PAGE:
We want to select one out of a given set of (continuous) functions that best matches a set of observations $\{(s_i,c_i) \mid 1 \leq i \leq N\} \subseteq\mathbb{N} \times \mathbb{N}$ (input size and counter) of unknown distribution. We have many observed counters per size¹.

So far, we have used least-square fitting on the average values per size. This obviously neglects any asymmetry in the data distribution (for a fixed size). Consider this example:

enter image description here

The blue blobs are the actually observed counters (one desaturated fleck per measurement, creating something like a violin plot), the red dots are the averages (per size) and the blue line is our estimation. Apparently, the actual measurements have some asymmetric distribution around the average.

Now we think that we can improve the result by fitting against all observations. This would increase the amount of data to be stored, transmitted and computed with a lot, so we would like to get around this. So this is our question:

Is there a statistic that can replace all observations per size without changing the result of least-square fitting, i.e. is there an $S : \mathbb{N}^\mathbb{N} \to \mathbb{N}$ such that

$\qquad \displaystyle \arg\min \sum_{i=0}^N (c_i - f(s_i))^2 \ =\ \arg\min \sum_{i=0}^{\max_j s_j} (S(C_i) - f(i))^2$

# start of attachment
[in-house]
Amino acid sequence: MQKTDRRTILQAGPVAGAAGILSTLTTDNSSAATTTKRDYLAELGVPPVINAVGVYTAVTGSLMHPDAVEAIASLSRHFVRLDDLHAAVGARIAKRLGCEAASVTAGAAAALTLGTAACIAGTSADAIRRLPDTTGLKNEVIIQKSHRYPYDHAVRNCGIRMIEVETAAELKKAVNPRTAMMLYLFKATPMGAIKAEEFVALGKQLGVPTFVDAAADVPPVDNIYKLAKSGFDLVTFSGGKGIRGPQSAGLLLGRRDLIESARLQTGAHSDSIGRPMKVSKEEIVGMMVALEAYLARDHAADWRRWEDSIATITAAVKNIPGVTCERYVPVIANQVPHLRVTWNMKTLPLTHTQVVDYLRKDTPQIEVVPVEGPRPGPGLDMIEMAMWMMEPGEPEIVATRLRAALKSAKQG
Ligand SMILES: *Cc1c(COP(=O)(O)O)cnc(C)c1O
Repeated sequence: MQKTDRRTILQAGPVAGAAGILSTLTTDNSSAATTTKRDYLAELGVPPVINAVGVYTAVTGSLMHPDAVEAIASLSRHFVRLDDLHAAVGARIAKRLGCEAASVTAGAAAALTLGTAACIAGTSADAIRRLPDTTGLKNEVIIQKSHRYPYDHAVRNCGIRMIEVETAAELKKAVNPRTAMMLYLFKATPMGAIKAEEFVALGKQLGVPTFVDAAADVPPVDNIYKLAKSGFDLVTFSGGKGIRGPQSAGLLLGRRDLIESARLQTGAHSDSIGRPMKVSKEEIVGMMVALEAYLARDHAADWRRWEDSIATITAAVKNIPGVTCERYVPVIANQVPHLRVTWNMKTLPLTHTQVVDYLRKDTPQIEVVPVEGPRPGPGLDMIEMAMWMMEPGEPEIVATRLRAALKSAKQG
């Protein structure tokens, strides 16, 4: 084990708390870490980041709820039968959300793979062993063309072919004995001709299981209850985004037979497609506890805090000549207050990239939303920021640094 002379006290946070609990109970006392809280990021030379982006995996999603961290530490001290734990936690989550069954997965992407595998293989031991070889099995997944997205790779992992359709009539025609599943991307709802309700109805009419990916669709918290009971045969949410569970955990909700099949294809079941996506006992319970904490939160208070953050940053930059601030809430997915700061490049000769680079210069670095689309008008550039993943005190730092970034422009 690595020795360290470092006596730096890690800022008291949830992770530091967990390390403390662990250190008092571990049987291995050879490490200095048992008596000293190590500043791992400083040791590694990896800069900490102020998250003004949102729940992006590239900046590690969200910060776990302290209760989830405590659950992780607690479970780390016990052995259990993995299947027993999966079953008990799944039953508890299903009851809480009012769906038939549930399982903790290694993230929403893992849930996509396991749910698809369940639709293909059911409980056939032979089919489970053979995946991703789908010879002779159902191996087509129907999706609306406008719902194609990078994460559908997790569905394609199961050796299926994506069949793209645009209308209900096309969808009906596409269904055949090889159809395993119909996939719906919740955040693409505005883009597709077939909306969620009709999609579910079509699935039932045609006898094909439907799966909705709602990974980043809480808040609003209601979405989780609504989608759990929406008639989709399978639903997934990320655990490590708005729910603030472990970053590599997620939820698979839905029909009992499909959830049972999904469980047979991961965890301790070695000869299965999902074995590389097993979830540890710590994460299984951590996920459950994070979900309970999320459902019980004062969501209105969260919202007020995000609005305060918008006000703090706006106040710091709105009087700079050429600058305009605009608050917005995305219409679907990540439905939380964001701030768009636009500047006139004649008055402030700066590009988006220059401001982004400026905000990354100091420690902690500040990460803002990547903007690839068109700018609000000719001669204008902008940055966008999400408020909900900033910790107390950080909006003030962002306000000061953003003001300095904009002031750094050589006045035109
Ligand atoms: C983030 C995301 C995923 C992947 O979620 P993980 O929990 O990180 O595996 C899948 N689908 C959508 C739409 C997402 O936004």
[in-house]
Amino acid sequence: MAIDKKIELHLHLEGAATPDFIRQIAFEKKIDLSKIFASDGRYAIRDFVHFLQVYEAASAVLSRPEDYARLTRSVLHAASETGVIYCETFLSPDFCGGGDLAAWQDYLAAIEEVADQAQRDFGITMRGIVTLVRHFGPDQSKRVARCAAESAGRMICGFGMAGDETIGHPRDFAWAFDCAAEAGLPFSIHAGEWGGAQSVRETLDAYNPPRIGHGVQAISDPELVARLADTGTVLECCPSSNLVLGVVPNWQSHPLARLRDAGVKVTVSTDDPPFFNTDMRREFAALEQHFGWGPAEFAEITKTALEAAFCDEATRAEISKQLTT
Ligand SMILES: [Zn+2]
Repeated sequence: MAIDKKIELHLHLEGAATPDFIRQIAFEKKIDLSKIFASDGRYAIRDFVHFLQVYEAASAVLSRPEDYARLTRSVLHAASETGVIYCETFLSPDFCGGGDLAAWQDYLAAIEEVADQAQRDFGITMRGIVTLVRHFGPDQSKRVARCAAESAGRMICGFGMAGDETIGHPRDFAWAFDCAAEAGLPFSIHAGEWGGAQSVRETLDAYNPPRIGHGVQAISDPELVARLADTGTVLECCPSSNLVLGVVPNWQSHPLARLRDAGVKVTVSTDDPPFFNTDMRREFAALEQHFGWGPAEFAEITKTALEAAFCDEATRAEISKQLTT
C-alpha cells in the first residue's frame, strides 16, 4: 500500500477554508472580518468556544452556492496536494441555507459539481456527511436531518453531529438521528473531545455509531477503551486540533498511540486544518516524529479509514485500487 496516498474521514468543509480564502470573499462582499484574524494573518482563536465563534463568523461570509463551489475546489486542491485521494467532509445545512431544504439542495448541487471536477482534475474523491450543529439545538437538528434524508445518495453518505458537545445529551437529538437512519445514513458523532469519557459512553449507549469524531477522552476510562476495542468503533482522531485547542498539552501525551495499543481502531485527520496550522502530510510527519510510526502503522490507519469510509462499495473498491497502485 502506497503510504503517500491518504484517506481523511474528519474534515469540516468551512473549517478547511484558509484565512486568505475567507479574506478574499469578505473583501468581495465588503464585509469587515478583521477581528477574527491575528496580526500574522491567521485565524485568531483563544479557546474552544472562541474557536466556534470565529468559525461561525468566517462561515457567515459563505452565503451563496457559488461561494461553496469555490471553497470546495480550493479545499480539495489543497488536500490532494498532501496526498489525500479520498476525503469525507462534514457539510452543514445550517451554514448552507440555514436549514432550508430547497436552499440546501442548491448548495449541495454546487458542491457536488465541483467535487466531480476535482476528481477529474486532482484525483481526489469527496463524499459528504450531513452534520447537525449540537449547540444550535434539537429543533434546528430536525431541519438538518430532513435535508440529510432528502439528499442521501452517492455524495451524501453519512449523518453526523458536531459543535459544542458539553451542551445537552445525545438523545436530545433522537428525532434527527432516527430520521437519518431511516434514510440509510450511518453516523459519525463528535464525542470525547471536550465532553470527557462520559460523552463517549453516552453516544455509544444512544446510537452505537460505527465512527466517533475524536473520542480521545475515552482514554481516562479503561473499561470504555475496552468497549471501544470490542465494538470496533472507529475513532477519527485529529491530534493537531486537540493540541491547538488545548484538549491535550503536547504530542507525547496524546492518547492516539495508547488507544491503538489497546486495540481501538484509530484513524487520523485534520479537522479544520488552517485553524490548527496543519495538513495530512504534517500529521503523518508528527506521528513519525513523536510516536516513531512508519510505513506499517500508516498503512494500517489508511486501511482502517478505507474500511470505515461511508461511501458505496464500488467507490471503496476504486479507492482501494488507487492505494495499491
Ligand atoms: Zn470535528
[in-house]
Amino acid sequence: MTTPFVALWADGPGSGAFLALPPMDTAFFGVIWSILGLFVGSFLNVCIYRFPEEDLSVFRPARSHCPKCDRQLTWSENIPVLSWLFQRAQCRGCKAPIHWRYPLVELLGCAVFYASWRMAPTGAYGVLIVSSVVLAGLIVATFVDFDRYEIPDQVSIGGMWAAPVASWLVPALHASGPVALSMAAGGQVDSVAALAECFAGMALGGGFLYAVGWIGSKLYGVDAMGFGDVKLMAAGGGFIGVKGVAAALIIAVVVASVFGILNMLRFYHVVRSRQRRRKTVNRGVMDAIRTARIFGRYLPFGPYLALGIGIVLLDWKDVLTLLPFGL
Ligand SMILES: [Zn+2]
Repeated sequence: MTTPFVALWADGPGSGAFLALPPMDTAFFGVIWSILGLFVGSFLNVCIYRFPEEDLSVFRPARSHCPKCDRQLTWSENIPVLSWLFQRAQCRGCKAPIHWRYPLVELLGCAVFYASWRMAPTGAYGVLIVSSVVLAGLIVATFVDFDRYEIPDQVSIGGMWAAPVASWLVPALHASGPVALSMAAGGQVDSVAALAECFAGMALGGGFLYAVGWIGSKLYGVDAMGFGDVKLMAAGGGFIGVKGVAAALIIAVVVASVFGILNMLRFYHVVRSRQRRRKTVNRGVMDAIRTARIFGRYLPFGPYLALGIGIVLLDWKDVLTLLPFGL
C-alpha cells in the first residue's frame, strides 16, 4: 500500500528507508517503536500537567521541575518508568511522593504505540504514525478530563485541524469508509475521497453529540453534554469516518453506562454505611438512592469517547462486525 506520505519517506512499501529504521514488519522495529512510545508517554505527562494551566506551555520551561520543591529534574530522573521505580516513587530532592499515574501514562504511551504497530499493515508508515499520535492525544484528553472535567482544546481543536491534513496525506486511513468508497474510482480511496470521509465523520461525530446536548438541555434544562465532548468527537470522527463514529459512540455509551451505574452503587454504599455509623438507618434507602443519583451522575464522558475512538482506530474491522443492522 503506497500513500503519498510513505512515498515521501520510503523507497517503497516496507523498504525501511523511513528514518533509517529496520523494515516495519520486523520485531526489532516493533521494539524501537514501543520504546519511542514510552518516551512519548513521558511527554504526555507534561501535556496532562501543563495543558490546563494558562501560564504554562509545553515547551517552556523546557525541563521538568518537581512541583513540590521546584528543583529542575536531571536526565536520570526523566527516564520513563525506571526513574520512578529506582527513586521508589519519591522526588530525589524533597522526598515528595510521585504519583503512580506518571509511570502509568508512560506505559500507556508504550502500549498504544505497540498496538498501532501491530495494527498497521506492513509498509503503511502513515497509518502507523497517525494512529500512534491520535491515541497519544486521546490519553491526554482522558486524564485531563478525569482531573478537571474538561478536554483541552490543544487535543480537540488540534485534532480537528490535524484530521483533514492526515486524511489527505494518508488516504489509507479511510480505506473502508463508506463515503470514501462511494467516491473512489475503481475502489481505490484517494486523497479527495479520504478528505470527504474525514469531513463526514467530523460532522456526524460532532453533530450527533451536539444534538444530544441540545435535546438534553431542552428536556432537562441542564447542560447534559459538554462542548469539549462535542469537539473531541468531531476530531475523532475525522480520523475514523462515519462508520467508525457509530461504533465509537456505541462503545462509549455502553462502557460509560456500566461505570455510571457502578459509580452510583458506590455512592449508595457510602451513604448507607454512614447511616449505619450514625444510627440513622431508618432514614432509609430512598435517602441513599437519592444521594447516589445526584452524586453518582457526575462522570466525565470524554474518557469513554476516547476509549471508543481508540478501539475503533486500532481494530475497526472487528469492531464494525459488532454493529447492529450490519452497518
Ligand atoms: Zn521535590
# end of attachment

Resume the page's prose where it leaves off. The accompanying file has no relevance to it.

with $C_i = \{c_j \mid s_j = i\}$ for all (reasonable) functions $f$?

We would also be fine with using another criterion but least-square on the right hand side, as long as it is (about) equivalent (given $S$). Also, approximate equality is fine as long as we have equality in the limit (for $N$ and/or $\max_j s_j$ to $\infty$).

  1. We count how often a given algorithm hits a given basic block when executed on inputs of certain sizes. For an average case estimation, we run the algorithm on random sample of inputs per size.
  • $\begingroup$ Actually, we no longer think fitting against all points instead of the average is better for us since we want to fit the average runtime (in order to guess the expected runtime). It's still an interesting question. $\endgroup$
    – Raphael
    Commented Jul 27, 2012 at 12:43

1 Answer 1


It depends what "all reasonable functions" consists of. If you have a set of functions that is narrow enough that any function in the set can be fitted with only one data point on each $c$ value, then yes, there will obviously be some transformation $S$ that achieves this. The problem is, your setup does not tell you anything about how to construct this function $S$ other than by fitting the model with all the data points first. That defeats the purpose of the problem, since presumably you want a method that allows you to fit your model without all the data points, and still have some likelihood of having reasonable accuracy.

I would think that a better approach here would be to posit a well-specified class of models (e.g., linear regression, or some kind of GLM) and then see what happens if you estimate the regression line by using only a "representative" value of $s$ at each $c$ value (e.g., the sample mean). You could then derive results about how close this low-data method approximates the full model fit using all the data points.

(Also, as an aside, you say in your post that the blue dots have some symmetric distribution around the average. That does not seem to me to be consistent with the plot you have displayed; the plot shows evidence of positive skew in the vertical distribution of these points.)


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